|Year : 2017 | Volume
| Issue : 2 | Page : 80-82
Spectrum of renal biopsy finding in idiopathic nephrotic syndrome in children: An 18-month retrospective analysis at a tertiary care pediatric nephrology center in North Karnataka, India
Prithi Rajendra Inamdar, Mahantesh Vishwanath Patil, Andleeb Majeeb
Department of Pediatrics, Jawaharlal Nehru Medical College, KLE University, Belagavi, Karnataka, India
|Date of Web Publication||11-Oct-2017|
Prithi Rajendra Inamdar
A14/2, JNMC Quaters, Nehru Nagar, Belagavi - 590 010, Karnataka
Source of Support: None, Conflict of Interest: None
Context: Idiopathic nephrotic syndrome (NS) is the most common glomerular nephropathy in pediatrics, with great variation in patient characteristics in different regions of the world. Difficult childhood NS poses a great diagnostic and management challenge for the treating nephrologists. The histopathological features of NS have been extensively studied by various authors from different regions of the world with a wide variation in the histopathological distribution. We aimed to describe the spectrum of histopathological diagnosis in childhood NS from North Karnataka, India, where there is a high incidence of consanguinity. Aims: The aim of this study is to study the spectrum of histopathology in children who underwent a renal biopsy in our tertiary care pediatric nephrology center. Settings and Design: Retrospective observational study at a tertiary care pediatric nephrology center over 1 year from January 2013 to June 2015. Subjects and Methods: The medical records of all children diagnosed as NS were retrospectively reviewed for demographic data, clinical course, and histopathological diagnosis. Statistical Analysis Used: Descriptive statistics. Results: Twenty-five children underwent biopsy in the study period. Seventeen (68%) were male as compared to 8 (32%) females. Thirteen (52%) of biopsied patients showed minimal change NS, 6 (24%) had focal segmental glomerulosclerosis, and 3 (14%) patients showed IgA nephropathy while 1 patient had mesangioproliferative glomerulonephritis, IgM nephropathy, and Finnish type NS each. Conclusions: Minimal change nephritic syndrome is the major biopsy finding in our part of the country even in steroid-resistant NS. This finding needs to be confirmed with studies with bigger sample size.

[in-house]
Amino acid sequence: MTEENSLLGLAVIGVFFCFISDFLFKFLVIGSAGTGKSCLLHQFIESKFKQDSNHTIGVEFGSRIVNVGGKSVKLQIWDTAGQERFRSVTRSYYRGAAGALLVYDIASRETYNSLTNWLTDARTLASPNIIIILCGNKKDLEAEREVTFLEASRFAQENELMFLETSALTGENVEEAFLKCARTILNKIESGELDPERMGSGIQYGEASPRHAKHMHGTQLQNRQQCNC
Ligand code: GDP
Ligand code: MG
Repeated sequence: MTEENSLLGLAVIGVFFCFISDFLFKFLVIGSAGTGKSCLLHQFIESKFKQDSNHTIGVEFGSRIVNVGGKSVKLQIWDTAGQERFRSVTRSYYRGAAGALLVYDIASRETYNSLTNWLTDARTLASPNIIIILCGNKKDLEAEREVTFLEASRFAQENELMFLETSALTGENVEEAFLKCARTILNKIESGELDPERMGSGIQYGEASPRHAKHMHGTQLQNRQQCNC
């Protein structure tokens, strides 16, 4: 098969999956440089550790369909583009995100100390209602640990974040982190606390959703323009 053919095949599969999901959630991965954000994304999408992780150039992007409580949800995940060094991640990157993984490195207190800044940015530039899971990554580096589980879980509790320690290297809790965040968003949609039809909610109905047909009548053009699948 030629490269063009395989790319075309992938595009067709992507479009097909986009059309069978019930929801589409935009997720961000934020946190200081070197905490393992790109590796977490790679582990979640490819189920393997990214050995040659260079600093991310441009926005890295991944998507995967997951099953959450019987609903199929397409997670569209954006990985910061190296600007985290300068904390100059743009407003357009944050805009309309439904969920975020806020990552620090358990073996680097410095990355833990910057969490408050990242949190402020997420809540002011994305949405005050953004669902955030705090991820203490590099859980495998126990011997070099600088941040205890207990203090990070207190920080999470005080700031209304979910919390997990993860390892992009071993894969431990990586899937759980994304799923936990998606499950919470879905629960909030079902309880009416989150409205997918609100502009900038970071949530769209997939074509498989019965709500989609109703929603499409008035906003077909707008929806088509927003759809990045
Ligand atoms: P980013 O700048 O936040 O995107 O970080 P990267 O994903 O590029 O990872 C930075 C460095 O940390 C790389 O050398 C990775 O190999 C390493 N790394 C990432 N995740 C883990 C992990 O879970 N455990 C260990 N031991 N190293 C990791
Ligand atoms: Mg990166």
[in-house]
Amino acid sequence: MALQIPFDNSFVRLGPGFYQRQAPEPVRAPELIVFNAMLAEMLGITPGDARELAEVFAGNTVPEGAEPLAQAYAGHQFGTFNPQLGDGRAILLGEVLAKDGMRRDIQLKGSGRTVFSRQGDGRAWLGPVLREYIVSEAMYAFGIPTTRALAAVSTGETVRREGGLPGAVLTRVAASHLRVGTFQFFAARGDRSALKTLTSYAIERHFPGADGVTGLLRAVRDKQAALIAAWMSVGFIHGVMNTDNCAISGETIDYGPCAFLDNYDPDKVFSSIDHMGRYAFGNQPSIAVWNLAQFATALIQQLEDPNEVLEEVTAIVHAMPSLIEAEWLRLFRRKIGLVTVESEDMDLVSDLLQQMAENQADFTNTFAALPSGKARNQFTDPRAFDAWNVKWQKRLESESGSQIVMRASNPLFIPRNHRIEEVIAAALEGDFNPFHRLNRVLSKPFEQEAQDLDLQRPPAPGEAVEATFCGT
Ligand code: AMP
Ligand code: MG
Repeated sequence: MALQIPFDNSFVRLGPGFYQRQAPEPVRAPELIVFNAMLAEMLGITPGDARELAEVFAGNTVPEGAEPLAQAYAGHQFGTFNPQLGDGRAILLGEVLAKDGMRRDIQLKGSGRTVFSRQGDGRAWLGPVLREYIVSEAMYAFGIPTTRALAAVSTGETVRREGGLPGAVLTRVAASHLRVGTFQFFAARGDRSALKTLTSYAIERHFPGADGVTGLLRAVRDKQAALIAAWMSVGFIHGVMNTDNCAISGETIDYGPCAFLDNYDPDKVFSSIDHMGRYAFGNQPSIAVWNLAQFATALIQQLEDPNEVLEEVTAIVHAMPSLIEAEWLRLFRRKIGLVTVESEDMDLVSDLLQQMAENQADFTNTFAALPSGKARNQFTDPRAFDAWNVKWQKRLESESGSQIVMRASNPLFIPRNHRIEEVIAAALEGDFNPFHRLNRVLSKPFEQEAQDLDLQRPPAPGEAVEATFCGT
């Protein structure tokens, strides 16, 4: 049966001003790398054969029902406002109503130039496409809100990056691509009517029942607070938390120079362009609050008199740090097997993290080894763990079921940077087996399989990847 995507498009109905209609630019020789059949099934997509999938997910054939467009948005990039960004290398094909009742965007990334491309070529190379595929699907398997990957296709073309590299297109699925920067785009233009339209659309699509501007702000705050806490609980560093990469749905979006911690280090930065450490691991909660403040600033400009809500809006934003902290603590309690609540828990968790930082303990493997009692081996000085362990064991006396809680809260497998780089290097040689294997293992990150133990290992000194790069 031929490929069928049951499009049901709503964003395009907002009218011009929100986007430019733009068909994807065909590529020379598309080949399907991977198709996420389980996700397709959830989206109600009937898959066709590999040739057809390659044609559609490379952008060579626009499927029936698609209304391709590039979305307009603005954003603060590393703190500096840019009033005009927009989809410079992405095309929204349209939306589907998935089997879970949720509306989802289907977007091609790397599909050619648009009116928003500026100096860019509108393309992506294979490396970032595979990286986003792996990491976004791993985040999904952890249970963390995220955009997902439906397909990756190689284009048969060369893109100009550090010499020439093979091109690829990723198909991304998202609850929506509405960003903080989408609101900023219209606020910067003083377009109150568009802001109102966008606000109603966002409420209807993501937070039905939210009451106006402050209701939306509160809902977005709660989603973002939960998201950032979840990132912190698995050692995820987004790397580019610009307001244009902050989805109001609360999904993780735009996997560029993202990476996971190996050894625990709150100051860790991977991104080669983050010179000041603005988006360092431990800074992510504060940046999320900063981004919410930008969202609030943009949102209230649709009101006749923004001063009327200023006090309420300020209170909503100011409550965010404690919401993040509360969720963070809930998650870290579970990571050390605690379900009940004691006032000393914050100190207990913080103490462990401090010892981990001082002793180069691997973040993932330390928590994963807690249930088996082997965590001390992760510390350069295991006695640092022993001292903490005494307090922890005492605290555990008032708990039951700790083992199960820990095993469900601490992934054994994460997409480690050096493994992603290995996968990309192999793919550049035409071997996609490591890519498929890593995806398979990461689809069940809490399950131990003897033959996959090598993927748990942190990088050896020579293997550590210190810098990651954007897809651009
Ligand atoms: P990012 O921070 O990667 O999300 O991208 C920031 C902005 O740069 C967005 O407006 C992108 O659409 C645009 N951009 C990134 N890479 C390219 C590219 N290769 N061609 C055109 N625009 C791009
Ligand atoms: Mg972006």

Keywords: Minimal change, nephrotic syndrome, steroid dependence, steroid resistance
|How to cite this article:|
Inamdar PR, Patil MV, Majeeb A. Spectrum of renal biopsy finding in idiopathic nephrotic syndrome in children: An 18-month retrospective analysis at a tertiary care pediatric nephrology center in North Karnataka, India. J Sci Soc 2017;44:80-2
|How to cite this URL:|
Inamdar PR, Patil MV, Majeeb A. Spectrum of renal biopsy finding in idiopathic nephrotic syndrome in children: An 18-month retrospective analysis at a tertiary care pediatric nephrology center in North Karnataka, India. J Sci Soc [serial online] 2017 [cited 2018 Dec 9];44:80-2. Available from: http://www.jscisociety.com/text.asp?2017/44/2/80/216497
| Introduction|| |
Idiopathic nephrotic syndrome (NS) is the most common glomerular nephropathy in pediatrics, with great variation in patient characteristics in different regions of the world. Its incidence is 2–7 cases per 100,000 children and prevalence of 16 cases per 100,000. The overall prevalence of NS varies across various geographical regions with a 6-fold increase in incidence in Indian population as compared to European children.,